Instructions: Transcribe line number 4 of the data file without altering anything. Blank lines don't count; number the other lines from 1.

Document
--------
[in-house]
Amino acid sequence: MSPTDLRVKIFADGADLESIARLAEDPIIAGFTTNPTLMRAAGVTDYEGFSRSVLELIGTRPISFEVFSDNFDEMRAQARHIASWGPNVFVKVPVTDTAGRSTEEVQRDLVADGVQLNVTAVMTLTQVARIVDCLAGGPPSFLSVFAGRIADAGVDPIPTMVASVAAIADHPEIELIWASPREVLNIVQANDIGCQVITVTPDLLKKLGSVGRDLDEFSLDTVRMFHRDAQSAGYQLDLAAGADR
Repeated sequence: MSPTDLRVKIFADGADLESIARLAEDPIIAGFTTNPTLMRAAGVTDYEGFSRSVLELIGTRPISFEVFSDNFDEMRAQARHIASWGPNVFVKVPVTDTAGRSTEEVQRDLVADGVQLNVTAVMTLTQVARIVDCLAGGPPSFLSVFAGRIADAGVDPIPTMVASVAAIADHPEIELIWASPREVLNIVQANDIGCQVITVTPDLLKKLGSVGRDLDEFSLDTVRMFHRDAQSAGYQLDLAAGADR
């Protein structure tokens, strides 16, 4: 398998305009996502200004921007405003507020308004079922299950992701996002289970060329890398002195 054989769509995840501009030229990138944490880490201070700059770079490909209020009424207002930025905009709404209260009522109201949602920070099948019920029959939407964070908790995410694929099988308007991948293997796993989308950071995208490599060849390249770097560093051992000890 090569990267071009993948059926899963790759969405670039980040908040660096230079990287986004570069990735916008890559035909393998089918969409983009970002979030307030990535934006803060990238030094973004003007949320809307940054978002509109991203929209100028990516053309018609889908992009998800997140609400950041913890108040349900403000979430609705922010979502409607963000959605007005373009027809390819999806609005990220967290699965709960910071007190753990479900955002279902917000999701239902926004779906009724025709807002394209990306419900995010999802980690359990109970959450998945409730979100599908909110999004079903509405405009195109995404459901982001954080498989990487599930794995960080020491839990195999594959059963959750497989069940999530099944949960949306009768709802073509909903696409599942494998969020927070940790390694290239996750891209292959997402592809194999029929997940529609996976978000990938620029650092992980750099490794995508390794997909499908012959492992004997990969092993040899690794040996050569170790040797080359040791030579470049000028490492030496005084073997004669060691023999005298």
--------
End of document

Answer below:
């Protein structure tokens, strides 16, 4: 398998305009996502200004921007405003507020308004079922299950992701996002289970060329890398002195 054989769509995840501009030229990138944490880490201070700059770079490909209020009424207002930025905009709404209260009522109201949602920070099948019920029959939407964070908790995410694929099988308007991948293997796993989308950071995208490599060849390249770097560093051992000890 090569990267071009993948059926899963790759969405670039980040908040660096230079990287986004570069990735916008890559035909393998089918969409983009970002979030307030990535934006803060990238030094973004003007949320809307940054978002509109991203929209100028990516053309018609889908992009998800997140609400950041913890108040349900403000979430609705922010979502409607963000959605007005373009027809390819999806609005990220967290699965709960910071007190753990479900955002279902917000999701239902926004779906009724025709807002394209990306419900995010999802980690359990109970959450998945409730979100599908909110999004079903509405405009195109995404459901982001954080498989990487599930794995960080020491839990195999594959059963959750497989069940999530099944949960949306009768709802073509909903696409599942494998969020927070940790390694290239996750891209292959997402592809194999029929997940529609996976978000990938620029650092992980750099490794995508390794997909499908012959492992004997990969092993040899690794040996050569170790040797080359040791030579470049000028490492030496005084073997004669060691023999005298």